My name is Jeroen Rood, and I am currently a B1.2 student at Industrial Design. With this website I showcase my progression in my studies.
Ever since I learned how to draw, I liked it. Making drawings was part of my pastime. Next to that, I always had a fascination for toy cars and later on for cars. One day, I started drawing cars, which I thought was really cool. At secondary school I took Art Class, which I enjoyed quite a lot.
Now I am studying Industrial Design, and I really see myself becoming a designer once I finish these studies. Since I like to draw cars, I ultimately like to become a car designer. Although that might be a bit ambitious, one has to have goals. But right now I am looking at other branches of design. Who knows what I might find interesting!
My view on design is that whatever you design, it has to be simple. Form follows function. In my opinion, there has to be a logical relationship between the design and the function. I don't like it if there are too many frills. Mostly, products which are the simplest to handle, which have the most intuitive interactions are considered the best of their kind. This is true for webdesign as well. When a visitor has to navigate through too many submenus or extra pages and navigations, the website is regarded as poorly designed.
I think the same is happening in real product design. Where Apple products are designed to be as accessible as possible, with a genuine and intuitive look and feel, other companies seem to focus more on being different. The head of Industrial Design at Apple, Sir Jonathan Ive thinks successful industrial design is about being genuinely better instead of being different. I always had an iPod Touch, which is great to use. With an industrial design point of view, I look with a certain fascination to Apple products.
I think a good product has to give the user a good experience. The up-rise of easy-to-use consumer electronics shows that the products which do give a good experience are the most successful. Apple has made a head start here, but the rest is catching up. Still, there are many fields of products that still are too technical-focused. They build a product technically, and in the end design the user interface. I think that is not the best solution. It is a common problem with for example printers that their users are constantly frustrated about the difficulty of printing or copying documents. Designing the printers on a more user-centered way would definitely solve this irritation problem.
I like it if a product is as simple as possible. One should not need to press extra buttons to follow a logical order of functions. Looking back to the development of my concept, "Ge-Oor", I started with a strong, but very basic concept. While I was going through the design process, I added more features, and as a consequence more ways of interacting with the device. This quite weakened the whole concept. Now that I built a prototype based on the basic interaction, I am convinced that a product should be as simple as possible. I don't want to end up with a product which resembles a can-do-it-all Swiss army knife. Less is more. And as the shape communicates it's function, I think the same is true here.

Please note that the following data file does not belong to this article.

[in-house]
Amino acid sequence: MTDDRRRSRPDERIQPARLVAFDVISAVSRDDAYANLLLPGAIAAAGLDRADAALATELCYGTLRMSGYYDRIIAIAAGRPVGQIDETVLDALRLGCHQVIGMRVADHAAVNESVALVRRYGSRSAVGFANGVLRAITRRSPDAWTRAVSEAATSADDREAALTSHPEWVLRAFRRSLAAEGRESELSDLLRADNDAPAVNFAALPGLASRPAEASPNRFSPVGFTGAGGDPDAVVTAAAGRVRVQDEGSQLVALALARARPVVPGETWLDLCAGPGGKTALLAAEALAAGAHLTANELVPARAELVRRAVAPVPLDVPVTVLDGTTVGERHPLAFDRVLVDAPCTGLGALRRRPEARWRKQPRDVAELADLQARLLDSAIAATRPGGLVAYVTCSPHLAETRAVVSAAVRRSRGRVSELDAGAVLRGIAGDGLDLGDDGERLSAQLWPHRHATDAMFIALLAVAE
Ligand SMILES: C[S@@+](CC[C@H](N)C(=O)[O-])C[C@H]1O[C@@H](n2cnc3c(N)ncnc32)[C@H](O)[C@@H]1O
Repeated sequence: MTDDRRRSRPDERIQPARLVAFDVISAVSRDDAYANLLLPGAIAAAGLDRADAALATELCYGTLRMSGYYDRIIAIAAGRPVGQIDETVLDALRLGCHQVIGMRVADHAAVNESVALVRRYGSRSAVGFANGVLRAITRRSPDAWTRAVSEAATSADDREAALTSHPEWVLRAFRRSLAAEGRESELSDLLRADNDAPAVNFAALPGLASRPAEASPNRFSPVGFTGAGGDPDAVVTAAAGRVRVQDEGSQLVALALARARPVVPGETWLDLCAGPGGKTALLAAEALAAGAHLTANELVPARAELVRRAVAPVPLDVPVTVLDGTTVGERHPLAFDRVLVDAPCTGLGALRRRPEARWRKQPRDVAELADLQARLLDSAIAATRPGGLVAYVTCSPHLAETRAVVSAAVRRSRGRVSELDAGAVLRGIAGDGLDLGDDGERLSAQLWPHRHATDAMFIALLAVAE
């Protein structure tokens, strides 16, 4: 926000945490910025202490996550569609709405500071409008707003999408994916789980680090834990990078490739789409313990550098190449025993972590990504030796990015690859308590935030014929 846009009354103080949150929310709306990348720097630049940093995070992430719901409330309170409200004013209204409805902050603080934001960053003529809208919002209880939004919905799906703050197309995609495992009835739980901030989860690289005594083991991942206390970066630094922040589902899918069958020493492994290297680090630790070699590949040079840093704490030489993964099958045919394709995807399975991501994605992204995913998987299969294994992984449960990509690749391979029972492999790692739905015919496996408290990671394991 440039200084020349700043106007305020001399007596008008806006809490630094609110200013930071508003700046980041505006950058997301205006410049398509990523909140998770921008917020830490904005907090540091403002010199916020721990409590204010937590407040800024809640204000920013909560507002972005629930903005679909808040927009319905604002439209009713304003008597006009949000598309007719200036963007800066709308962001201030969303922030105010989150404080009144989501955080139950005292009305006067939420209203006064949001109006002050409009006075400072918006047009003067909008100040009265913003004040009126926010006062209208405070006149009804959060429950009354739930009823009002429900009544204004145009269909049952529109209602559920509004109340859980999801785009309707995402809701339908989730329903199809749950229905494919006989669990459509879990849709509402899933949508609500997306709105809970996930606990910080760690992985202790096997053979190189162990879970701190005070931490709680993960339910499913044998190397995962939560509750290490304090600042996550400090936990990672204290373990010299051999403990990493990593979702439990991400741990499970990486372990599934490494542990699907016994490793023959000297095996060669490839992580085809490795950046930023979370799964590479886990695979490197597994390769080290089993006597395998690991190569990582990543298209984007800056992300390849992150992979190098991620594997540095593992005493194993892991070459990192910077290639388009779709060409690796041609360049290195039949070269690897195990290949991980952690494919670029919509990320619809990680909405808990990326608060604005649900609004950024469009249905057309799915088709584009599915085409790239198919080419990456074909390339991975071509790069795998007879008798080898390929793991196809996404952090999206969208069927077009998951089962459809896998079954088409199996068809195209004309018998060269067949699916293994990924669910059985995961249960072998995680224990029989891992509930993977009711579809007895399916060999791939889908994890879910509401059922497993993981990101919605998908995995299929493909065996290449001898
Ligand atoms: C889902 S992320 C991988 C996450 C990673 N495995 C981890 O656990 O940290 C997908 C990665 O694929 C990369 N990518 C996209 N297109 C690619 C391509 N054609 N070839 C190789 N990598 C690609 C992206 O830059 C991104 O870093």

This year I started as a "car freak", to put it that way. I changed slightly to that respect. I still admire classic as well as some new car designs. Though, I started to focus more on Industrial Design, following trend websites as well as design website journals. Besides, I love designing websites and have been following web design trends as well as UI-trends ever since.
I like it when products or services work intuitively. The easier, more streamlined and the more personal, the better. Looking at products, I think it is important to let these products build a certain relationship with the user, where impersonal button-mashing is avoided by using other ways of interacting or using other materials than just plastic or other textures than just plain glossy. Looking to services, there is more room for computed messages that appeal to the user. When the user should be alerted, it should be done in a friendly way. Besides, the user should be approached friendly and enthusiastic, leaving no room for confusion.
But still I think there is no denying I have a passion for car design. Though, this semester I didn't spend that much time with car design. That doesn't mean I didn't follow the developments in car design, but I wasn't actively engaged with it. I was more focusing on the design world next to car design. I developed some competencies which can come quite handy when it comes to car design, so I am eager to apply the knowledge and skills I learned to car design in the holidays.
Though this semester I did draw cars. My neighbours wanted me to draw their old Mustang. They had to get rid of it, but only had a few pictures of it. I decided to make a digital drawing, so it could be expanded to a 120x80 canvas. It also meant that I could use my drawing tablet, getting a better feeling for drawing with it. It did help me when it comes to that. I also had a mini-research process, because the pictures they handed me were only of mediocre size and quality. I had to do some research for the different details that I couldn't really define from the grainy pictures.